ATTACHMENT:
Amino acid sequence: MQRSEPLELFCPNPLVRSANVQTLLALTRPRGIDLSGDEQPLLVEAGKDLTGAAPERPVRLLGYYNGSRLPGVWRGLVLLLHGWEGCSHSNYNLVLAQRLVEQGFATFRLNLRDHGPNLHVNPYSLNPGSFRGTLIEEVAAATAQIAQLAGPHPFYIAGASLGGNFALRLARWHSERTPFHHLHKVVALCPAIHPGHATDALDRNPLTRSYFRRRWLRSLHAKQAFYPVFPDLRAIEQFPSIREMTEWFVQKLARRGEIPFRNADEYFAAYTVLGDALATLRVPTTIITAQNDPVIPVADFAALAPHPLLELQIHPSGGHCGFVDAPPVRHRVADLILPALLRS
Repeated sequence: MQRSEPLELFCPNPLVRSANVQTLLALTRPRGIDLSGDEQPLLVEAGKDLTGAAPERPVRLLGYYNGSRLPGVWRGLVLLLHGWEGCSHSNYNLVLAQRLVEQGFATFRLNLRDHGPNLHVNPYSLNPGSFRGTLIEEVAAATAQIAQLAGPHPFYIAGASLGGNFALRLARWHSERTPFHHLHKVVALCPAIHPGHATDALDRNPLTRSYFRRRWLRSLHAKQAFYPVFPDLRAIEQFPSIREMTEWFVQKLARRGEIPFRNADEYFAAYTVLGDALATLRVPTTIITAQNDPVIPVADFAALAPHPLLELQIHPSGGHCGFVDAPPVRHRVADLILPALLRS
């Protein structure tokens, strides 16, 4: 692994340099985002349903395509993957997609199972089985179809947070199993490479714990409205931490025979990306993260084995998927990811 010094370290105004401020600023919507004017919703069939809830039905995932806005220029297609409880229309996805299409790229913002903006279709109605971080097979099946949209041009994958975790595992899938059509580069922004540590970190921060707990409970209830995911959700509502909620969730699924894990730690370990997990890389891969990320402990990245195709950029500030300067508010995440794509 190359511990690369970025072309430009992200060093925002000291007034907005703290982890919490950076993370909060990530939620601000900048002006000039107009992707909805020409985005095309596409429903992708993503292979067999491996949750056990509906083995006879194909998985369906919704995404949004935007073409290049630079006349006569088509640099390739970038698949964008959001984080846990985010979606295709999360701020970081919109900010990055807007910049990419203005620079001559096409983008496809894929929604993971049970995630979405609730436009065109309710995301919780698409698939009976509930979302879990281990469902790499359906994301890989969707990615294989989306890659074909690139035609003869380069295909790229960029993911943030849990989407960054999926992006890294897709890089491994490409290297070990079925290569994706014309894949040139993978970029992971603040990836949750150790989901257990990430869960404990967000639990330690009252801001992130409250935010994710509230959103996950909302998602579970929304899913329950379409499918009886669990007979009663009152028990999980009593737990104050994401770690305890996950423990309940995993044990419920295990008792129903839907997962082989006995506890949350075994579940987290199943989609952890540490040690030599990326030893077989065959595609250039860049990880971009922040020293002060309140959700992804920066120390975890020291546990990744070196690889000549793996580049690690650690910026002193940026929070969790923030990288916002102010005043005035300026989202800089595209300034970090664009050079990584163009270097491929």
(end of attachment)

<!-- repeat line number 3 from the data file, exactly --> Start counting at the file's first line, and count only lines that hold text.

């Protein structure tokens, strides 16, 4: 692994340099985002349903395509993957997609199972089985179809947070199993490479714990409205931490025979990306993260084995998927990811 010094370290105004401020600023919507004017919703069939809830039905995932806005220029297609409880229309996805299409790229913002903006279709109605971080097979099946949209041009994958975790595992899938059509580069922004540590970190921060707990409970209830995911959700509502909620969730699924894990730690370990997990890389891969990320402990990245195709950029500030300067508010995440794509 190359511990690369970025072309430009992200060093925002000291007034907005703290982890919490950076993370909060990530939620601000900048002006000039107009992707909805020409985005095309596409429903992708993503292979067999491996949750056990509906083995006879194909998985369906919704995404949004935007073409290049630079006349006569088509640099390739970038698949964008959001984080846990985010979606295709999360701020970081919109900010990055807007910049990419203005620079001559096409983008496809894929929604993971049970995630979405609730436009065109309710995301919780698409698939009976509930979302879990281990469902790499359906994301890989969707990615294989989306890659074909690139035609003869380069295909790229960029993911943030849990989407960054999926992006890294897709890089491994490409290297070990079925290569994706014309894949040139993978970029992971603040990836949750150790989901257990990430869960404990967000639990330690009252801001992130409250935010994710509230959103996950909302998602579970929304899913329950379409499918009886669990007979009663009152028990999980009593737990104050994401770690305890996950423990309940995993044990419920295990008792129903839907997962082989006995506890949350075994579940987290199943989609952890540490040690030599990326030893077989065959595609250039860049990880971009922040020293002060309140959700992804920066120390975890020291546990990744070196690889000549793996580049690690650690910026002193940026929070969790923030990288916002102010005043005035300026989202800089595209300034970090664009050079990584163009270097491929």